Three Shanghai companies became the first batch to complete cross-border yuan trade settlement deals yesterday, marking the launch of the nation's long-anticipated pilot renminbi trade settlement scheme.
The first international transaction of a $2-million power plant equipment contract was made between an affiliate under Shanghai Electric Group and Indonesia's PT Central Daya Energi, which paid the money via Bank of China (Hong Kong), or BOCHK, to Bank of China's Shanghai Branch.
Shanghai Silk Group and Shanghai Huanyu Import & Export Co signed contracts with Hong Kong's China Products Trading (HK) Ltd and Ever Keen International Ltd, respectively, the same day, with the Shanghai branch of the Bank of Communications offering the transaction services.
The three deals in total were valued at 14.38 million yuan.
In a situation when the exchange rates of major settlement currencies were volatile, the settlement program in the more-stable yuan would "help mainland companies avoid exchange rate risks, and boost trade with Hong Kong and ASEAN (Association of Southeast Asian Nations)", Su Ning, vice-governor of the People's Bank of China, or the central bank, said yesterday.
On July 2, the central bank issued detailed measures on how to settle trade in yuan with trading partners in Hong Kong, Macao and ASEAN, and allowed Shanghai and four cities in Guangdong province to become the first batch to execute the trial program.
As early as last December, the central government announced the pilot scheme to promote the use of yuan to settle bilateral trade payments with neighboring trading regions and countries.
"The launch of the yuan settlement program meets companies' increasing need to use yuan as a currency for international payment and reduce the procedures for cross-border trade," said Li Lihui, president of the BOC.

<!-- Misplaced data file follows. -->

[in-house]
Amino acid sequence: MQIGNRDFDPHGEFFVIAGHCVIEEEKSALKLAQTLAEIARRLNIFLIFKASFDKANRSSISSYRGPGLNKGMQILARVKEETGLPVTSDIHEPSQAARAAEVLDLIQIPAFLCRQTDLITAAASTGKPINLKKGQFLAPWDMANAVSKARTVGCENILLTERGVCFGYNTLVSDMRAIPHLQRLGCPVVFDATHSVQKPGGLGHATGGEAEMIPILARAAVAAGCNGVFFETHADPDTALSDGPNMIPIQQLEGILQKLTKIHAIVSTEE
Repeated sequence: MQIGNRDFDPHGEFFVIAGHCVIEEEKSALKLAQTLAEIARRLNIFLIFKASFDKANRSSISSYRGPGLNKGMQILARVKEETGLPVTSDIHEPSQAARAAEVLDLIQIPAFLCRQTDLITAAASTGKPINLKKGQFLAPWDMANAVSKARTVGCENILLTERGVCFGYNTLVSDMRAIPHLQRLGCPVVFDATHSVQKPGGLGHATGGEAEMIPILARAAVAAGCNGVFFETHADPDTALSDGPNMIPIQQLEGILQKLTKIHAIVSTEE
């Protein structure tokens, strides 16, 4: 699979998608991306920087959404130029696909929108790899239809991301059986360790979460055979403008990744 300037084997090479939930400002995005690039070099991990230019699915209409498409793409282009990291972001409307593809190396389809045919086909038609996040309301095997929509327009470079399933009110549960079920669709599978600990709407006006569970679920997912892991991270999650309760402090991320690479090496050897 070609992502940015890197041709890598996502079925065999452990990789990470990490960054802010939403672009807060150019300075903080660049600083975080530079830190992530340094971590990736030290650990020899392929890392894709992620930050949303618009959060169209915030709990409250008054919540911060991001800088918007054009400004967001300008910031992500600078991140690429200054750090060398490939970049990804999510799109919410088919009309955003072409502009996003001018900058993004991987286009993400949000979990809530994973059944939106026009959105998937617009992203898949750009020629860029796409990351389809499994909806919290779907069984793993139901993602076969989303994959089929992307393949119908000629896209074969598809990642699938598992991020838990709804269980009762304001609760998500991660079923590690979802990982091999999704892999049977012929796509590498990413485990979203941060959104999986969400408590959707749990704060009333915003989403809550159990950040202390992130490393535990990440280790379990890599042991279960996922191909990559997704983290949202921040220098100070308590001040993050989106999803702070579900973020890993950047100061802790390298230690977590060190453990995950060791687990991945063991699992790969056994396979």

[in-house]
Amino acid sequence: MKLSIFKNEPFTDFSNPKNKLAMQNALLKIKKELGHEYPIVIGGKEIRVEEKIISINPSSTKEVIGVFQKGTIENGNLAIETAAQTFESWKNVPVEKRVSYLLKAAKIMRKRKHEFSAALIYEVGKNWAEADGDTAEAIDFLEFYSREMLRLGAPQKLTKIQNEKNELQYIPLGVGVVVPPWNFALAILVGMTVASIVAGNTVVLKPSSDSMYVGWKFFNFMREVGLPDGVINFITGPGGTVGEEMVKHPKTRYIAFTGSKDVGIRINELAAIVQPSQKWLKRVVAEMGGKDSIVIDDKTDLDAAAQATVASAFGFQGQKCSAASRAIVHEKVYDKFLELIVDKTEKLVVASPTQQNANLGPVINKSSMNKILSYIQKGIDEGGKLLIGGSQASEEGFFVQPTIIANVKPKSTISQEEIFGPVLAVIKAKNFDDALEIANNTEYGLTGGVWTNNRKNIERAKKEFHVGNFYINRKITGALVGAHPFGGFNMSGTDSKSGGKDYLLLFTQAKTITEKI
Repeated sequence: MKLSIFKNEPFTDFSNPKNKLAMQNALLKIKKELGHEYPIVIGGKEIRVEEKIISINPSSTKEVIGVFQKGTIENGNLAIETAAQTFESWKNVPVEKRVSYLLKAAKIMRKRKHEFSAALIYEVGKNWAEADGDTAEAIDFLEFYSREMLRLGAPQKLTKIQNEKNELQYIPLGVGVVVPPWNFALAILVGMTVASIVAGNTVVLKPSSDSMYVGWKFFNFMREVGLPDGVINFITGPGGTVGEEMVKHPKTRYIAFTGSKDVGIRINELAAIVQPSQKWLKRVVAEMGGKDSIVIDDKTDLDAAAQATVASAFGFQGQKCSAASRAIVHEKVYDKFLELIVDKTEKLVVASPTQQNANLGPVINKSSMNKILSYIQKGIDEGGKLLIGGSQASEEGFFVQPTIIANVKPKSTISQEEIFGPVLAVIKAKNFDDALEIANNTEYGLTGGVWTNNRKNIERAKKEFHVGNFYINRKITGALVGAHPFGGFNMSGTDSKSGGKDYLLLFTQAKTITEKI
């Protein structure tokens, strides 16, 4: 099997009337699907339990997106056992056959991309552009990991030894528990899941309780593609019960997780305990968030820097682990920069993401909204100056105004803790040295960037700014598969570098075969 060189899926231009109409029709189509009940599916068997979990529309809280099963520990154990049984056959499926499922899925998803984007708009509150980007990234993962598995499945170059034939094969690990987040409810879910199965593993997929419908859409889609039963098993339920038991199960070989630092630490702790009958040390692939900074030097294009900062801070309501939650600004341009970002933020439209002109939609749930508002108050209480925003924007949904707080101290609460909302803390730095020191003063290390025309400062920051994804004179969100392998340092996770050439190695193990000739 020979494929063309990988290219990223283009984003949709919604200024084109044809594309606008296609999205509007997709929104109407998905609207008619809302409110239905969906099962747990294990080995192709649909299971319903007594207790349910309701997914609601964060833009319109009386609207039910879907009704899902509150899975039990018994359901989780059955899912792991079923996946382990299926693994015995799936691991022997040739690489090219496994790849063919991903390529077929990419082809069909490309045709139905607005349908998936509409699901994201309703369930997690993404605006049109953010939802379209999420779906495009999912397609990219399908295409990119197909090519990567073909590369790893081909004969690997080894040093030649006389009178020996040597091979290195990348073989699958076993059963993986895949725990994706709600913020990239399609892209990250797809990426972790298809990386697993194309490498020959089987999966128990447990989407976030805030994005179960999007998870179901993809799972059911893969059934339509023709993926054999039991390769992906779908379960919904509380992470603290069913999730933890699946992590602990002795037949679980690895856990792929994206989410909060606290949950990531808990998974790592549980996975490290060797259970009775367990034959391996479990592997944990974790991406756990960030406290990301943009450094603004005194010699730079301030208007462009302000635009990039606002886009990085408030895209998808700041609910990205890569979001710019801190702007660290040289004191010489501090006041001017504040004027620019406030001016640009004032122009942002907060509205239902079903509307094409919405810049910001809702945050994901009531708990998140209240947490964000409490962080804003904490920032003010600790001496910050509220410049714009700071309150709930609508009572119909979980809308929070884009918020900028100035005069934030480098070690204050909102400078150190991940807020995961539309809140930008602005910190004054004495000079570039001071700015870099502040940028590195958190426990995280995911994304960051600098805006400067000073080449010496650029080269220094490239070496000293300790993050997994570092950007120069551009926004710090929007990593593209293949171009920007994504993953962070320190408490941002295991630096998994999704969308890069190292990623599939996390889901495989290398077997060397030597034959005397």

As for Hong Kong, the move will pave the way for it to become the nation's key yuan settlement center in the long run.
"The scheme will be a positive boost to Hong Kong's drive of becoming an overseas yuan hub," Daniel Chan, a senior investment strategist at DBS Bank said. However, how far the city would travel on that road depended on the pace of opening up of China's capital account, he said.
So far, 100 Shanghai-based companies, including Baoshan Iron & Steel Co and Shanghai Zhenhua Port Machinery Co have filed applications to join the trial scheme, but were still waiting for the central bank's official approval, according to Gu Jiahe, secretary-general of the Shanghai Municipal Commission of Commerce.
"We have agreed with a Hong Kong-based firm to import products worth 11.65 million yuan," Liu Shoupei, president of Shanghai Metals & Minerals Imp & Exp Corp, told China Daily yesterday, adding that the transaction will soon be completed through the Shanghai branch of the BOC.
In the same day, BOC's Shanghai branch also signed clearing agreements for yuan settlement in Shanghai with 11 foreign banks, including Standard Chartered, Bank of East Asia, and OCBC.
"Many of our clients from Singapore, Indonesia, and Malaysia, who are in conversation with Chinese firms for trading businesses, have showed great interest in yuan settlement," said Leong Wai Leng, China chairman of OCBC, Singapore's third-largest lender.
OCBC has submitted applications to join the trial program, but has to still settle two operational details with the regulator.